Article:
Pattabhi teaches us that instead of sitting around having philosophical discussions about yoga, it is more important that students get out of their heads and spend most of their energy engaging in the practice.
The word yoga means “to yoke or bind” and is often interpreted as “union”. It is a holistic health practice that brings balance to the mind and body via the breath. The Yoga Sutras outline the eight limbs of yoga practice which allow us turn our focus inwardly and find our own point of stillness while reshaping how we respond to the outer world. With regular practice, you will notice your body getting stronger and more flexible; you will feel more grounded and have better posture. On a mental level you will notice improved focus, the ability to stay calm and maintain relaxed breathing which is key to relieving and preventing stress.
Resilient Yoga’s online practices reaches people in their own spaces. Our virtual community is supported by ZOOM and allows students and teachers to communicate with each other in real-time and bridge the physical distance as best we can.
Prep Your Tech
For the best experience, you’ll want to join us from a device with a video camera and microphone, so that we can both see and hear you (like a laptop, iPad, or smartphone).
We are using Zoom as our videoconference platform, and it works with all of the above devices. We highly recommend heading over to zoom.us and creating a free account linked with the same email address you will use to register for class. Download and install the mobile app for your Apple or Android device, or the desktop client for your laptop. Sign in from your device, test your audio and video, and you should be all set to join your first class!
A broadband internet connection is highly recommended, since video does take a lot of bandwidth. If your connection gets sketchy during class, try turning off your video camera (so you can still see us, we just can’t see you). That can take a big chunk out of the demand you’re placing on your device and internet connection. NOTE: Using an ethernet cord to connect directly into your modem will give you a stronger connection than WiFi.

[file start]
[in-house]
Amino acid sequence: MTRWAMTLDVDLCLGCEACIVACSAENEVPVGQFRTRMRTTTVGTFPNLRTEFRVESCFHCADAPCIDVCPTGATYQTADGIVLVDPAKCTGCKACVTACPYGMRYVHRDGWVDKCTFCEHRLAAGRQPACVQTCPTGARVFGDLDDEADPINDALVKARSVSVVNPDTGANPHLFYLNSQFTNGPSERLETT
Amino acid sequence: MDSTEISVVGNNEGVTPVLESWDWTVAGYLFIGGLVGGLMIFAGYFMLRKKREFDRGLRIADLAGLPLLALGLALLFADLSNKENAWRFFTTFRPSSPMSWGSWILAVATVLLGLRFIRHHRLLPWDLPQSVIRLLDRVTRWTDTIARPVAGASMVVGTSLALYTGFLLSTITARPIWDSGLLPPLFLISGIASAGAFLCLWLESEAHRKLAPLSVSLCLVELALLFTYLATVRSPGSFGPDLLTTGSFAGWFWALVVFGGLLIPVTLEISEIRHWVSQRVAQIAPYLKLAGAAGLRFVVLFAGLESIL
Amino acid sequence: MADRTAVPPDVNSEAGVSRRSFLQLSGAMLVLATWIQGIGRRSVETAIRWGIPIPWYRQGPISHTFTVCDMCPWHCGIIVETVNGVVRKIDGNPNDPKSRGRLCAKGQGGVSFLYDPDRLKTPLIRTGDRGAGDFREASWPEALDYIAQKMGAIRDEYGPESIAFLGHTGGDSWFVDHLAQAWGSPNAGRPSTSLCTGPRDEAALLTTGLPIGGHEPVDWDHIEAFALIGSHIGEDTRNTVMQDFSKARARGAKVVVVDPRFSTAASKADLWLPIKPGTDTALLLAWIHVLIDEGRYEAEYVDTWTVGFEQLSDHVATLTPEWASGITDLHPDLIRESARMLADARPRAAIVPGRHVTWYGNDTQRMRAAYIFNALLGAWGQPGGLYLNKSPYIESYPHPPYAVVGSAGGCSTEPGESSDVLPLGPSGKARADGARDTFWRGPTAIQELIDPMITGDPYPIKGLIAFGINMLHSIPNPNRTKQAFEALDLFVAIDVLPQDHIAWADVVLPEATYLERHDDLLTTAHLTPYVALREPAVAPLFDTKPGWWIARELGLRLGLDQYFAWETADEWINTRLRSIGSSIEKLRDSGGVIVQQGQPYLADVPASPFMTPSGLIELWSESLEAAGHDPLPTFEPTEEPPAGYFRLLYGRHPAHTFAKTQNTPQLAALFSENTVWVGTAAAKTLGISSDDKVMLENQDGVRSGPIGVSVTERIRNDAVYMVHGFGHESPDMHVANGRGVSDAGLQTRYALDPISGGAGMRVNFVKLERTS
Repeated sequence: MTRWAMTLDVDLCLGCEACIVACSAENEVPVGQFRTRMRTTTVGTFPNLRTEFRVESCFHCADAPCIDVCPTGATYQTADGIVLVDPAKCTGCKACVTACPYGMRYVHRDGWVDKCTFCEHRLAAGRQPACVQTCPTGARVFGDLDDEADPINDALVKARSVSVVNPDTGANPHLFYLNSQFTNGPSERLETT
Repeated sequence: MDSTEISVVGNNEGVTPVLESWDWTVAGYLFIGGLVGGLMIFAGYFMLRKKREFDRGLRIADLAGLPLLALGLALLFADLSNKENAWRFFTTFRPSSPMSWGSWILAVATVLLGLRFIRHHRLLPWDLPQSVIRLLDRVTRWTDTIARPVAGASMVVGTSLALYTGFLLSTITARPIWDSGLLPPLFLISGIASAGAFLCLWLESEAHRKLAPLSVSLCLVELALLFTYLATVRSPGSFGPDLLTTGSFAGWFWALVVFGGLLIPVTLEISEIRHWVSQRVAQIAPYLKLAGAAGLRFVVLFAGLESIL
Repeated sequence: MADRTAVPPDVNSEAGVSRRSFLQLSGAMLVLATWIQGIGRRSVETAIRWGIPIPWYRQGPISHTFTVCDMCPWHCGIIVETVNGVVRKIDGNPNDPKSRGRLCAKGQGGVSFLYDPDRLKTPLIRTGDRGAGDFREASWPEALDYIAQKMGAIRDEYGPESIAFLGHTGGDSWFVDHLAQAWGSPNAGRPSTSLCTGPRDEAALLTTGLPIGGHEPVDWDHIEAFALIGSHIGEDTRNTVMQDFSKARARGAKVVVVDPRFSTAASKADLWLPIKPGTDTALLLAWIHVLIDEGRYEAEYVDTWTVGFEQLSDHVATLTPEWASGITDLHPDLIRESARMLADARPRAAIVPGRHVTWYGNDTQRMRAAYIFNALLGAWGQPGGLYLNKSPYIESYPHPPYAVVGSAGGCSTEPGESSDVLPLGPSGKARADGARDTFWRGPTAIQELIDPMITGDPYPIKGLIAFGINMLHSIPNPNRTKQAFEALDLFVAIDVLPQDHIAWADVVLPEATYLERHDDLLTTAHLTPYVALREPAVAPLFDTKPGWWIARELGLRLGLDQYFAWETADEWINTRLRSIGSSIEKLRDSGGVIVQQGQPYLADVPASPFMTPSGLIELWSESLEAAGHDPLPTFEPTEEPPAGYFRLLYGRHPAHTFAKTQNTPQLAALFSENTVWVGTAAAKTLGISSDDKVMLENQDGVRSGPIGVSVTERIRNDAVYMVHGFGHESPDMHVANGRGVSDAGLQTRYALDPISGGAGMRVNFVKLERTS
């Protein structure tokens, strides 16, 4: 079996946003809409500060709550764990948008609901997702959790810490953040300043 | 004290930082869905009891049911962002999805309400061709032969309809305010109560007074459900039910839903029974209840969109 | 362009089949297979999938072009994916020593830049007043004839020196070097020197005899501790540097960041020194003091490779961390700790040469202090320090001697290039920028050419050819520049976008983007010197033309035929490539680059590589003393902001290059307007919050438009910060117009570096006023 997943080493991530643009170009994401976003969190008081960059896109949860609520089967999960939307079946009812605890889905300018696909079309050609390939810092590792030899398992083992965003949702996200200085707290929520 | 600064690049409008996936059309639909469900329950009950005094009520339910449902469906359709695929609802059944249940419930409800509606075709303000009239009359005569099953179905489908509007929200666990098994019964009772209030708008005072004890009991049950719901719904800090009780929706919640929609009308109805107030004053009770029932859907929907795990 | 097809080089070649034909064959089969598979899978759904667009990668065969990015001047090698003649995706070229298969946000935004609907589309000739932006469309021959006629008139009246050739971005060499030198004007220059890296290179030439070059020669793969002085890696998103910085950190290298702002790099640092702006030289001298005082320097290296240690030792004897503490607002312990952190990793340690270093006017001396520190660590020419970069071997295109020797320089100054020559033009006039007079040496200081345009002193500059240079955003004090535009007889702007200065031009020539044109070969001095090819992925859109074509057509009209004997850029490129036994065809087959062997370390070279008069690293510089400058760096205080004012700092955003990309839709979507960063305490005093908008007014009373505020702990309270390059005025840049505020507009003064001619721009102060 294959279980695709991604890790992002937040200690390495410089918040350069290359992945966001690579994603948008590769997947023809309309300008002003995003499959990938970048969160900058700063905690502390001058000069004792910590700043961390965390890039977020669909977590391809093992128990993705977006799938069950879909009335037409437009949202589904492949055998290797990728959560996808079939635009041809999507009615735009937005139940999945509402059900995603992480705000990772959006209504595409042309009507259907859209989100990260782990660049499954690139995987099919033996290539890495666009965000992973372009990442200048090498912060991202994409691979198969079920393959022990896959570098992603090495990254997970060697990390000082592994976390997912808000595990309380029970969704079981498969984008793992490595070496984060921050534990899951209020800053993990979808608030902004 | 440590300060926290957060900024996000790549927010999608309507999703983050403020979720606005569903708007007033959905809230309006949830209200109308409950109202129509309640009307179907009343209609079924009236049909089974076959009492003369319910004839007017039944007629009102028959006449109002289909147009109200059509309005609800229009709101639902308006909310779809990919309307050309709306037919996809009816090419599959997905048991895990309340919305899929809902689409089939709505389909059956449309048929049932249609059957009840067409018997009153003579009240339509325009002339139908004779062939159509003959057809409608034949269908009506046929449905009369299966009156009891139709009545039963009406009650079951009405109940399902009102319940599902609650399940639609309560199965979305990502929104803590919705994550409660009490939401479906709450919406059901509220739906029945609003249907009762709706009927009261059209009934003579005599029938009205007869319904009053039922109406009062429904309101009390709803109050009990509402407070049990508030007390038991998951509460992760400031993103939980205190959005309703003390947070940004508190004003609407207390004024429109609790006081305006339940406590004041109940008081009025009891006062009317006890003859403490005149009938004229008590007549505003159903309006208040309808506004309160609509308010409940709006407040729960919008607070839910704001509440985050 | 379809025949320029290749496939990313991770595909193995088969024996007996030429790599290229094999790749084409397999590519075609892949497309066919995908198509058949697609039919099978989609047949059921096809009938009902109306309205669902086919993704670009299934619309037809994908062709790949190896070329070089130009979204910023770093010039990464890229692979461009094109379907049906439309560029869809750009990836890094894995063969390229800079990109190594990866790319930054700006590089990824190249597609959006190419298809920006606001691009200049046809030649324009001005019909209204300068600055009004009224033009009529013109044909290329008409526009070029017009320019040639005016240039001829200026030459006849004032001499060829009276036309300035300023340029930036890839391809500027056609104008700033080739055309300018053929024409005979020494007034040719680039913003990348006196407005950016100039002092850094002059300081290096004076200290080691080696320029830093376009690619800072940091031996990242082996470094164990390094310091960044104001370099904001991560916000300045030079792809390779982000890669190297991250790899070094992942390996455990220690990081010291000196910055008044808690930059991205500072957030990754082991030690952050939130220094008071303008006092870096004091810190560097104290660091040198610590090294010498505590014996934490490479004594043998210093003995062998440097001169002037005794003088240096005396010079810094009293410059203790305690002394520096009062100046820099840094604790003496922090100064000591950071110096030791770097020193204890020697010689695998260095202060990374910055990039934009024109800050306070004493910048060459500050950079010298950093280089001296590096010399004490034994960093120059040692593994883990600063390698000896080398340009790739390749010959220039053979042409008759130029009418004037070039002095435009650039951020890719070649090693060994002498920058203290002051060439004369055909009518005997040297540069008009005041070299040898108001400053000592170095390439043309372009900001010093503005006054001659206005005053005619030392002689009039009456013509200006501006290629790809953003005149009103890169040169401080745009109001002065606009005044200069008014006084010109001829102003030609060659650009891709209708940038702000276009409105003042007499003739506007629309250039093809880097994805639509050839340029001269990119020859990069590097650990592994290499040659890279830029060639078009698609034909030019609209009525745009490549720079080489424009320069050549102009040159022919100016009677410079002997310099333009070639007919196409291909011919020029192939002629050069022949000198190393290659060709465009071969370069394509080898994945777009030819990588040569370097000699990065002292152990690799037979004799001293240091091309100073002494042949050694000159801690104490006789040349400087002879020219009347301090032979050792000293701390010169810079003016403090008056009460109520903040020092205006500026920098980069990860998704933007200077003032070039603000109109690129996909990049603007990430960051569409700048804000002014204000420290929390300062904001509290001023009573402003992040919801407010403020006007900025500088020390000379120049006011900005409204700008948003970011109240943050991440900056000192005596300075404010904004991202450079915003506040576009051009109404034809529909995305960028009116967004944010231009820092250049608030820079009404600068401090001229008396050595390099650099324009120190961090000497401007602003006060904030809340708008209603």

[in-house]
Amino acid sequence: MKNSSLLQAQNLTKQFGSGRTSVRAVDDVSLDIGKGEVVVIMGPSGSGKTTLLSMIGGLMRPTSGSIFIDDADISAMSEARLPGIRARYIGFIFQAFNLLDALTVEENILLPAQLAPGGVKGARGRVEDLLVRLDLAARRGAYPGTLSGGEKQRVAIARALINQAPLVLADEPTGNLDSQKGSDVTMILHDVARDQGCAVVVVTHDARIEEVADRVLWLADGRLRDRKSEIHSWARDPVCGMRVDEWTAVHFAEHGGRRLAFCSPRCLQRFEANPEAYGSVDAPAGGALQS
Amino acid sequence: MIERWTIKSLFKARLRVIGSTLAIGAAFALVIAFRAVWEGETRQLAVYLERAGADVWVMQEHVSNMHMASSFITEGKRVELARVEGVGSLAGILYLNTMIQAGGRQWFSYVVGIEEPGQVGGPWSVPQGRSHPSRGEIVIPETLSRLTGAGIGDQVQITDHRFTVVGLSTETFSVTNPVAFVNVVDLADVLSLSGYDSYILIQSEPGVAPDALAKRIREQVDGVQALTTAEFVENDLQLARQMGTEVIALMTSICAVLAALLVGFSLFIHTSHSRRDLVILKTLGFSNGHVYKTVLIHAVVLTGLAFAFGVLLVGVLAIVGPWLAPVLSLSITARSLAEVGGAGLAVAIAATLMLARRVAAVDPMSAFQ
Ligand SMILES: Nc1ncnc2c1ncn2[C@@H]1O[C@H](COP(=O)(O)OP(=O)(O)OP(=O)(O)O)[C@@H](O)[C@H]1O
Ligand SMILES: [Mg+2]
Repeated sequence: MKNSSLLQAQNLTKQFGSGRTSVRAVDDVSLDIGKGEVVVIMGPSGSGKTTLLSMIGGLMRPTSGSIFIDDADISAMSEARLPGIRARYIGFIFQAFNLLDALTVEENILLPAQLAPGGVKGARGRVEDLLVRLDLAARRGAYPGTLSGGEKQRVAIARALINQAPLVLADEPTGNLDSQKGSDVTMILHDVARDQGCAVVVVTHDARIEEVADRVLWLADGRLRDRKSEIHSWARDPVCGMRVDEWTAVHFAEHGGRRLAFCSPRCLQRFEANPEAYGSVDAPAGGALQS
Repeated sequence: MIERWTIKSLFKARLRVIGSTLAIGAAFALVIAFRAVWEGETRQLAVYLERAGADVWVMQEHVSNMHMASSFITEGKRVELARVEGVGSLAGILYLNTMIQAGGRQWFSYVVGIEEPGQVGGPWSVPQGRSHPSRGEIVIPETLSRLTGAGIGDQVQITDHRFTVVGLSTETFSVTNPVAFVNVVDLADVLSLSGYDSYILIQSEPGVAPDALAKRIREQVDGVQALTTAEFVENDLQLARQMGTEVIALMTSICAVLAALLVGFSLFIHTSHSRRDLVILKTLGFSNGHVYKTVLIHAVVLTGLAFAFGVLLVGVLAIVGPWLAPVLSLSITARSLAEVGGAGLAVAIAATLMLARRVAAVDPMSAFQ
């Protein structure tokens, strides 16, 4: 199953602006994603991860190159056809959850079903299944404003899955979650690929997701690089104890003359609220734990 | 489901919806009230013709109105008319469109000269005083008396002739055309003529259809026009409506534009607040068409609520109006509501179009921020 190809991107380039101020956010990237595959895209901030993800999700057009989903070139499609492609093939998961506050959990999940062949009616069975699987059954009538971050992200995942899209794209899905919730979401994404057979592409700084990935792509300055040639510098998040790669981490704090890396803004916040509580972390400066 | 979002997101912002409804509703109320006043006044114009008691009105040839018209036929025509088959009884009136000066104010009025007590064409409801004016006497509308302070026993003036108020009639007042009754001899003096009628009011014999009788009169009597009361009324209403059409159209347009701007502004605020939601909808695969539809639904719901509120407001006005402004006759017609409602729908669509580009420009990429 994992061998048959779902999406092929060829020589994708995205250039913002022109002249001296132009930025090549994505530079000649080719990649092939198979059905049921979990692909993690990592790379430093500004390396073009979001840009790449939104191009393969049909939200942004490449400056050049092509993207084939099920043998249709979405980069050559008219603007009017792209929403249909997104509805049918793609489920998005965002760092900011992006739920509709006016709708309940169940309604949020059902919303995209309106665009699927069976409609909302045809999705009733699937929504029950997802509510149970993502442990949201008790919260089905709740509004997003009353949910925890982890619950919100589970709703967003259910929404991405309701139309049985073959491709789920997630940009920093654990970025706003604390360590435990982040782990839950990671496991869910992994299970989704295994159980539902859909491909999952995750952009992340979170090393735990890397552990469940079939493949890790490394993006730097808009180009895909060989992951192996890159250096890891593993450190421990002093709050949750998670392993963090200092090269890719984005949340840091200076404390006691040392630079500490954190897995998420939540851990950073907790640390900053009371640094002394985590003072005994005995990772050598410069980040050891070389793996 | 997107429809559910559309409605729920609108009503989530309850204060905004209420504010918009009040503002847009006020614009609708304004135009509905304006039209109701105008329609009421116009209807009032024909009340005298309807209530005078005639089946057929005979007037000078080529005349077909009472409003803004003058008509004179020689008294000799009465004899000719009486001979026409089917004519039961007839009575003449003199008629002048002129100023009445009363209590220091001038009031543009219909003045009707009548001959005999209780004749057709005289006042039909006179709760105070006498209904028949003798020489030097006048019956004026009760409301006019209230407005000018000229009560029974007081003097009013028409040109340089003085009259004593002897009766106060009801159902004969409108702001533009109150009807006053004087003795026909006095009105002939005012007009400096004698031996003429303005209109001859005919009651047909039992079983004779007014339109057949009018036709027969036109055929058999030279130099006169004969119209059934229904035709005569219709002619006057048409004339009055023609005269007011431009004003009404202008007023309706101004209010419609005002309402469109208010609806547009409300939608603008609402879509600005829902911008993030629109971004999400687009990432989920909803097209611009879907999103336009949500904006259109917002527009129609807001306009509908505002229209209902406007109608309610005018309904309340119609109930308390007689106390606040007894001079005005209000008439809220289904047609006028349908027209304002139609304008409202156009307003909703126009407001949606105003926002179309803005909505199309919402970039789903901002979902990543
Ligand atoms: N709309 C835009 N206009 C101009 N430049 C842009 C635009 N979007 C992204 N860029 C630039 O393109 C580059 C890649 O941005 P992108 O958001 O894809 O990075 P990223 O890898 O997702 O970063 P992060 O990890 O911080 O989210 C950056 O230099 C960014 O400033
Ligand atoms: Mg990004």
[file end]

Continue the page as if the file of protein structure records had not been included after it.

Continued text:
Follow the Zoom meeting link, which will open the meeting in your Zoom app or in your browser.
When you arrive, your microphone will automatically be muted. This is to reduce any audio feedback, and keeps the virtual meeting space from becoming an echo chamber! As a general rule, keep your microphone muted unless you want to speak, and then feel free to unmute yourself. As long as you’re not interrupting anyone else, don’t feel you have to raise your hand. If you have a question for the instructor, feel free to use the chat box.
Take a few minutes to get situated when you first arrive (the actual class will start about 10 minutes after the meeting start time). Create a space for yourself where you have some room to move, a good wi-fi signal, and minimal background noise.
Orient your screen and mat in your space so that you can best see the teacher in a variety of potential poses. A mat is not required, but helpful. A hard floor with a yoga mat gives you the best balance of stability and cushioning. A yoga mat on a cushy carpet is squishy, but not as stable for balancing on. (A towel instead of a mat on a carpeted floor can sometimes work better.)